Artificial ice on the driveway made the playground for the polar bear activists, while the banner posted the clear message “Save the Arctic.” Moscow police arrested 10 of the activists, including the four dressed as polar bears. One of them was carrying a sign saying “Miller – Your driller is Arctic Killer.” Alexei Miller is top chief of Gazprom, the Russian state own company operating the Prirazlomnoye rig in the eastern part of the Barents Sea.
Two weeks ago, activists onboard the Greenpeace vessel “Arctic Sunrise” boarded the Prirazlomnoye rig in a protest against all arctic oil drilling.
Half a million people are supporting the campaign Greenpeace runs to protect the Arctic, reads the portal of the organizations Russian branch office.
“The only way to precent a catastrophe is to prohibit any drilling here and around the North Pole and create a global nature reserve, turning it into an area of peace and science,” says Vladimir Chuprov, head of the energy department of Greenpeace Russia.
Greenpeace has posted a video from Wednesday’s protest on YouTube.
The Murmansk Economic Zone was presented as a miracle cure for regional development and as key facility for the Shtokman project. Today, five years on, regional authorities put their faith in the fish industry.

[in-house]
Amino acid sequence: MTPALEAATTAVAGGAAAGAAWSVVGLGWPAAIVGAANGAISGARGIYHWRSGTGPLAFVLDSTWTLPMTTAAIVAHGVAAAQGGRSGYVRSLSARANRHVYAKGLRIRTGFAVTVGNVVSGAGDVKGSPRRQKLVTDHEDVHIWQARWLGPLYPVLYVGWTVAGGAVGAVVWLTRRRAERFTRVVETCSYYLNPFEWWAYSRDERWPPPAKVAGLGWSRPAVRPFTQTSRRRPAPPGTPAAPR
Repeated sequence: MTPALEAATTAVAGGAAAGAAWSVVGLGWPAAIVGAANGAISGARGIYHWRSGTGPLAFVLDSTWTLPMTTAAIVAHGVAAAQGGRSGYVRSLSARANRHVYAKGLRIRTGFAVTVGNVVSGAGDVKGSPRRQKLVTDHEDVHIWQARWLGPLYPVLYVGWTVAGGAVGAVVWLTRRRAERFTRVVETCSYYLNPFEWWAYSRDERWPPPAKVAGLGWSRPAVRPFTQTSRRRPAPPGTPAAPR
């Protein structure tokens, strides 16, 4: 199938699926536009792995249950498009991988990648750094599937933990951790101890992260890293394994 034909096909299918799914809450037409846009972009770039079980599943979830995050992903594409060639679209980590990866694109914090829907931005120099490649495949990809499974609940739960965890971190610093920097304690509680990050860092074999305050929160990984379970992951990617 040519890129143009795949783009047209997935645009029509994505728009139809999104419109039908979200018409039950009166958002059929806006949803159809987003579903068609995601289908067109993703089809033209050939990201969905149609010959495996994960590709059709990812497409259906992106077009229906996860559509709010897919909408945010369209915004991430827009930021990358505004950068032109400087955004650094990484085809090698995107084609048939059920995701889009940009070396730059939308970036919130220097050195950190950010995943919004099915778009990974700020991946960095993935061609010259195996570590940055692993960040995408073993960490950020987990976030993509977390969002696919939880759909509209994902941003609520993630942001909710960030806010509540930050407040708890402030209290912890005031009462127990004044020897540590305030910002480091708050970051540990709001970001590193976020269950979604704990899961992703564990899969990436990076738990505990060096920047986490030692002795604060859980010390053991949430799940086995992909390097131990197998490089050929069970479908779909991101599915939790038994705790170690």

Renowned Norwegian actress Gørild Mauseth is in the leading role when actors and producers from the Gorky Dramatic Theatre in Vladivostok come to Harstad to present a unique version of Tolsoy’s classic play Anna Karenina.
Nuclear safety projects in the Murmansk region wouldn’t be the same without her contribution. Finnish European Parliament Member Heidi Hautala is today one of 89 Europeans barred from Russia in response to EU sanctions over Crimea and Ukraine.
Since June 2015, distribution of many everyday goods, such as toothpaste and cleaning products, is a complicated case in Russia. New federal regulations on alcohol consumption state that products containing over 0.5 percent alcohol are subject to licensing.
Wistleblower Edward Snowden is winner of this year’s recognized Bjørnson Award, but Norwegian authorities are unlikely to guarantee his safe travel to the award ceremony. The former CIA employee should instead be handed over the award in Pechenga, the Russian borderlands to Norway, a Norwegian university lecturer suggests.